Love of the game has no boundaries

He not only came to the snowy Copper Country, but Brandon Robinson stayed for four years at Finlandia University.

Robinson, a native of North Hollywood, Ca., made the decision to play basketball at FU. And he did it in a quiet, business-like manner.

Now, getting anyone from the West Coast to remain in the Upper Peninsula is a feat. I can only think of a handful of former athletes at Finlandia and Michigan Tech who spent their entire careers here.

Jeremy Monroe, one of the top rushers in MTU football history, was one. Krista Valdivia, an All-American in volleyball (she also coached at Tech) for the Huskies, was another.

Lions’ coach Mike O’Donnell said that Robinson just liked playing basketball.

“Brandon has a true love for the game,” O’Donnell commented. “He and (teammate) Marcus Geralds were alike in that respect. And both of them were quality kids.”

Robinson totaled more than 1,000 points and 400 assists while running the point guard position. Geralds, a Chicago native, finished just shy of the 1,000-point mark.

But at least Geralds was somewhat used to snow, being from the Midwest.

Robinson said his first year in the area was the toughest.

“Yeah, that first year was tough,” he said. “I had never seen snow, much less what they have up here. But once I got used to it, it was OK.”

Playing the game is enough for a lot of athletes I’ve watched over the years.

Take the case of former Calumet High standout Kristen Hager. Hager was one of the first female basketball standouts in the northend.

She gained All-U.P. honors and played at Michigan Tech, thanks to a great work ethic.

“I practiced at school, then came home and worked on the outdoor court,” she noted after being inducted into the CHS Sports Hall of Fame this past summer. “I drove my friends crazy having them throw the ball back to me.”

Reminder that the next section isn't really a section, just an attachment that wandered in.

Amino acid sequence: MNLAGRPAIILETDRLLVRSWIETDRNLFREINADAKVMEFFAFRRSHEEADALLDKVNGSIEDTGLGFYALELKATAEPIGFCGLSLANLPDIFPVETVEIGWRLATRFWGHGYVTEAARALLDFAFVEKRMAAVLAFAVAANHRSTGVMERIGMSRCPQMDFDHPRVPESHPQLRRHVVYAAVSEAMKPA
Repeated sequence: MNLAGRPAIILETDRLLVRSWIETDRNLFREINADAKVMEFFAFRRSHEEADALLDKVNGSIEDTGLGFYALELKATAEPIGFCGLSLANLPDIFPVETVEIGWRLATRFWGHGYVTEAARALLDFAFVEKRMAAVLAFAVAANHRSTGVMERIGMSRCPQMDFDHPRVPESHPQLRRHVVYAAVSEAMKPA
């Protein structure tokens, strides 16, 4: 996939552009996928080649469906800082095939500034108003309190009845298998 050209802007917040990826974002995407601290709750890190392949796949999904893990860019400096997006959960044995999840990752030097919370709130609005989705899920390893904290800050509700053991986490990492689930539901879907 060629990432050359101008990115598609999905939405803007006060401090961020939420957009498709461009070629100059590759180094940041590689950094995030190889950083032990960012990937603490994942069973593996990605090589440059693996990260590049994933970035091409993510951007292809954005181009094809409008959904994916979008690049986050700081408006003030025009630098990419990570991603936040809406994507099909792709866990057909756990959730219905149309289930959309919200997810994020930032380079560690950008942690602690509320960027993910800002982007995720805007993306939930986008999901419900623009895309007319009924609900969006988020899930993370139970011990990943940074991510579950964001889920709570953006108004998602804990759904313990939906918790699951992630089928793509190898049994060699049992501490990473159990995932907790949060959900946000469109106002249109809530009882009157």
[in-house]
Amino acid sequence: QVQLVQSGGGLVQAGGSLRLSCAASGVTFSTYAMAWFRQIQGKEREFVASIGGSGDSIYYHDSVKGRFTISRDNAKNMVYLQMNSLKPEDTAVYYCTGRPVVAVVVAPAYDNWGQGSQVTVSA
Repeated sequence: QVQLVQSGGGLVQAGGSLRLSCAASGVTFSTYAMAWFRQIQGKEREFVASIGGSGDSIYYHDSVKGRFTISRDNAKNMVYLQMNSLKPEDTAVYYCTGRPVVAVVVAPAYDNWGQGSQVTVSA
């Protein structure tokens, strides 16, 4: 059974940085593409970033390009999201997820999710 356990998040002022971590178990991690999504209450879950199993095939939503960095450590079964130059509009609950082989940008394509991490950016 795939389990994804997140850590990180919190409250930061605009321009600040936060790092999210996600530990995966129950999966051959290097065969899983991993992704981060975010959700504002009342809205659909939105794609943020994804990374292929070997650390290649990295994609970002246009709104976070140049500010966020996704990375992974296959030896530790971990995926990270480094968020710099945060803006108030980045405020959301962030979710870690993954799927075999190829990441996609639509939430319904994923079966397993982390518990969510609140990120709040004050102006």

Dave Besonen, the former Ewen-Trout Creek High standout of the early 1980s, was another one who practiced endlessly.

“I would throw the basketball at the side of the barn and then wait for the bounce,” Besonen recalled. “I practiced for every game situation that way.”

Besonen scored more than 1,900 points and gained all-state honors for his endless practice on the side.

I could probably name another two dozen local athletes in every sport who had similar workout routines — and who went on to fame.

One of the most notable players in hockey was Calumet’s Mike Usitalo, who fired pucks at a mattress in his basement. Usitalo, who arguably had the hardest shot seen around here, starred at MTU and would play minor league hockey before an injury shortened his career.

Chuck Klingbeil of Houghton worked tirelessly in football and was rewarded by a seven-year career in the National Football League and two more in the CFL.

Whether it’s a kid playing on a city playground or one working in the quiet of a country barn, it all boils down to one thing: Love of the game.